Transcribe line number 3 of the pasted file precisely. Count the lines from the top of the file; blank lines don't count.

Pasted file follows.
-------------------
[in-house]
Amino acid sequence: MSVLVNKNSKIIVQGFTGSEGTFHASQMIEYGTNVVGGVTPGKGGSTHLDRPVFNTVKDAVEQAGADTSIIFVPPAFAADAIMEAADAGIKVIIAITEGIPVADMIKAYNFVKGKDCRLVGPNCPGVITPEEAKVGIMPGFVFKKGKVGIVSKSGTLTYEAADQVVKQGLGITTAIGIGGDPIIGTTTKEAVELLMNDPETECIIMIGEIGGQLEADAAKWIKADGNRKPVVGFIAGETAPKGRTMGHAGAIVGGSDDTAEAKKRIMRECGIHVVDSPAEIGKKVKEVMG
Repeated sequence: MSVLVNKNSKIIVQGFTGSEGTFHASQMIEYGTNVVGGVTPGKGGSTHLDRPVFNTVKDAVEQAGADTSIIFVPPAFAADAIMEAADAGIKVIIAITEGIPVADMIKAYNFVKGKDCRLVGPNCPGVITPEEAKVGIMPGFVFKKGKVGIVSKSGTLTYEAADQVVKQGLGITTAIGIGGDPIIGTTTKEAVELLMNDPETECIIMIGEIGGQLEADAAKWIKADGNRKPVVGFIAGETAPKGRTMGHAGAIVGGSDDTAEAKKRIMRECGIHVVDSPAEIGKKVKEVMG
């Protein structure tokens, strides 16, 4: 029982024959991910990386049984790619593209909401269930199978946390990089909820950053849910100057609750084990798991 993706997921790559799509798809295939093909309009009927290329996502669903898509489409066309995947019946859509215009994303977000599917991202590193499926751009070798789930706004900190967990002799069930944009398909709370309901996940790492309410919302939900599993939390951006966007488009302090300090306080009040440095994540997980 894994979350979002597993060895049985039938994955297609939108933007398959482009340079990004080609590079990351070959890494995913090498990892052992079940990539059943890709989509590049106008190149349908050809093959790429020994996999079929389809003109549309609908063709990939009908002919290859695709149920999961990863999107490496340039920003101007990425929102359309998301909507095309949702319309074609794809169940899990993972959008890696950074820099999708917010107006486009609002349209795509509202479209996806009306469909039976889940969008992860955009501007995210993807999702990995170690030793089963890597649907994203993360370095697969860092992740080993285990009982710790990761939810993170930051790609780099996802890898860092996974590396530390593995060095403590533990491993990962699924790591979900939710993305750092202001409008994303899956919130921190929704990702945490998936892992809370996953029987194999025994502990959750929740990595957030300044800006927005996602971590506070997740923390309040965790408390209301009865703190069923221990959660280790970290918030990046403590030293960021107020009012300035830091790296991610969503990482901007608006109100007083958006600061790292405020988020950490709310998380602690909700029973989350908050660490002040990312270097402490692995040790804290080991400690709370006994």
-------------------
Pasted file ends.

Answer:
Repeated sequence: MSVLVNKNSKIIVQGFTGSEGTFHASQMIEYGTNVVGGVTPGKGGSTHLDRPVFNTVKDAVEQAGADTSIIFVPPAFAADAIMEAADAGIKVIIAITEGIPVADMIKAYNFVKGKDCRLVGPNCPGVITPEEAKVGIMPGFVFKKGKVGIVSKSGTLTYEAADQVVKQGLGITTAIGIGGDPIIGTTTKEAVELLMNDPETECIIMIGEIGGQLEADAAKWIKADGNRKPVVGFIAGETAPKGRTMGHAGAIVGGSDDTAEAKKRIMRECGIHVVDSPAEIGKKVKEVMG